The Trust is no stranger to digital battlefield interpretation, having launched its first Battle App® guide in 2010. All 19 of the titles that have been introduced in that series feature Civil War battles and campaigns, reflecting the organization’s origins focused exclusively on that conflict. The Yorktown Tour Guide, the Trust’s first foray into the Revolutionary War using this medium, will certainly not be its last, particularly as the nation prepares to mark the 250th anniversary of its independence in 2026. Learn more about the entire suite of Trust mobile apps at www.battlefields.org/mobileapps.
Another interesting feature of the app is that it includes tours of three distinct elements of the national historical park’s Yorktown unit: the 1781 battlefield, the Franco-American allied encampment and historic areas of the York Town community, which dates to 1691. While users are encouraged to take all three tours, each one does function independently. The ability to view all 21 tour stops on a unified map helps users understand the interplay between the siege and the seaport community that preceded it.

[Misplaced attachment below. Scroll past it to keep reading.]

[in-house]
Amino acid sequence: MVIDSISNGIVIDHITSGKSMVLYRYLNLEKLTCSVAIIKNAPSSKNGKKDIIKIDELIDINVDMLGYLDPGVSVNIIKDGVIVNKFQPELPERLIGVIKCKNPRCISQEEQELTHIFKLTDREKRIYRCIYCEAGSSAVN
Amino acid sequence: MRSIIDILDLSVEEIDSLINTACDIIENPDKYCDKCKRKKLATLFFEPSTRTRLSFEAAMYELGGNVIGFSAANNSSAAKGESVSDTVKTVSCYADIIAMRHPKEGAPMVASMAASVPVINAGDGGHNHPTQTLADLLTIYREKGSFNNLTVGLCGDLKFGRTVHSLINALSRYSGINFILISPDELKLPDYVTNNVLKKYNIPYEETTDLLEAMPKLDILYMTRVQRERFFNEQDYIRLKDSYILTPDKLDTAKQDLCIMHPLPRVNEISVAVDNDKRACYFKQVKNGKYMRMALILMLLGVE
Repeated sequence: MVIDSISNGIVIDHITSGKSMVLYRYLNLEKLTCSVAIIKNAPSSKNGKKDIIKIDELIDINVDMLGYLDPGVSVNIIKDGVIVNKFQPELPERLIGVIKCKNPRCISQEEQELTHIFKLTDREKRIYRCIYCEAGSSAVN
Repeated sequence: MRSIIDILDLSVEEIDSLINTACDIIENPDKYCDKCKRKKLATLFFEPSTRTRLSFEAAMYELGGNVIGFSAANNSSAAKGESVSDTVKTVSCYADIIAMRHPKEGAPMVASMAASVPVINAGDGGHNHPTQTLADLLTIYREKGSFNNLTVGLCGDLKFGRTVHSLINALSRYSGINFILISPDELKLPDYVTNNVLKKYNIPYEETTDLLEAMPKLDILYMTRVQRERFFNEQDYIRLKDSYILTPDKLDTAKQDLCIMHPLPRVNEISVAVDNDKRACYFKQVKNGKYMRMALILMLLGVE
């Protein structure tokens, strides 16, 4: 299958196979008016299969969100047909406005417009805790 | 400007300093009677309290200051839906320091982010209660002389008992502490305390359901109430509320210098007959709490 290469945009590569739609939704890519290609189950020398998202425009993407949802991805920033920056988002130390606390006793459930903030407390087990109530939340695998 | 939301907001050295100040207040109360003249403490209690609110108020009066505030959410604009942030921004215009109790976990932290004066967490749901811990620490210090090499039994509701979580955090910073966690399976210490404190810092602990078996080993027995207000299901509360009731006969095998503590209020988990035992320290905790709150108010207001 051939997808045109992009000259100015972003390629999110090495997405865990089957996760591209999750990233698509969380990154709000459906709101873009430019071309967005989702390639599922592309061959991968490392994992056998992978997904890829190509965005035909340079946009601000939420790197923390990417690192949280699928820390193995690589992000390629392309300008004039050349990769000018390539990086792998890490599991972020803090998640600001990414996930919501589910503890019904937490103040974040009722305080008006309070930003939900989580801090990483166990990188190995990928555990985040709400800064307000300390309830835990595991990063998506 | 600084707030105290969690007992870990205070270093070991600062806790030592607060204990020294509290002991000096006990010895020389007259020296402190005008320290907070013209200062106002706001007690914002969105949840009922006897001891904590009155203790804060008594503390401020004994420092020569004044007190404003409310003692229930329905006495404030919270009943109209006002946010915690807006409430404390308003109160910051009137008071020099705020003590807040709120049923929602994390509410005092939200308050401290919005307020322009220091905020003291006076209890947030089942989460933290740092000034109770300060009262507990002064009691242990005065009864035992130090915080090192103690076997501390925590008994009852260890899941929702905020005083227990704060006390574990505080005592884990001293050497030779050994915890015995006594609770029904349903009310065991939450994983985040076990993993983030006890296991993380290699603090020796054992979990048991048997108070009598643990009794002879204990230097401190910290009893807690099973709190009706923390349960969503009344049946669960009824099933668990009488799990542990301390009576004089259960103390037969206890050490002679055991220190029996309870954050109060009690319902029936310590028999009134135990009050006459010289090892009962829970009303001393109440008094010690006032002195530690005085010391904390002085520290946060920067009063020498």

French artist Louis Charles-Auguste Couder’s 1781 painting “Siege of Yorktown” depicts American Gen. George Washington (right) and French commander Jean-Baptiste-Donatien de Vimeur, the comte de Rochambeau (center), giving orders at a headquarters tent during the Battle of Yorktown.
rights-free image from The Society of the Cincinnati
The Siege of Yorktown was the final major engagement of the Revolutionary War, coming after more than six years of conflict. Merely sustaining the army for that duration had been a major accomplishment for the Americans, who did not have much money, food or clothing. But the cause had received a major boost when 5,500 French troops, commanded by Comte de Rochambeau, arrived at Newport, Rhode Island, in 1780. Together, Rochambeau and American General George Washington planned a coordinated offensive the British, initially around New York. But when the expected British fleet instead aimed for Chesapeake Bay to resupply the army of General Lord Charles Corwallis, the operation shifted to Yorktown, Virginia.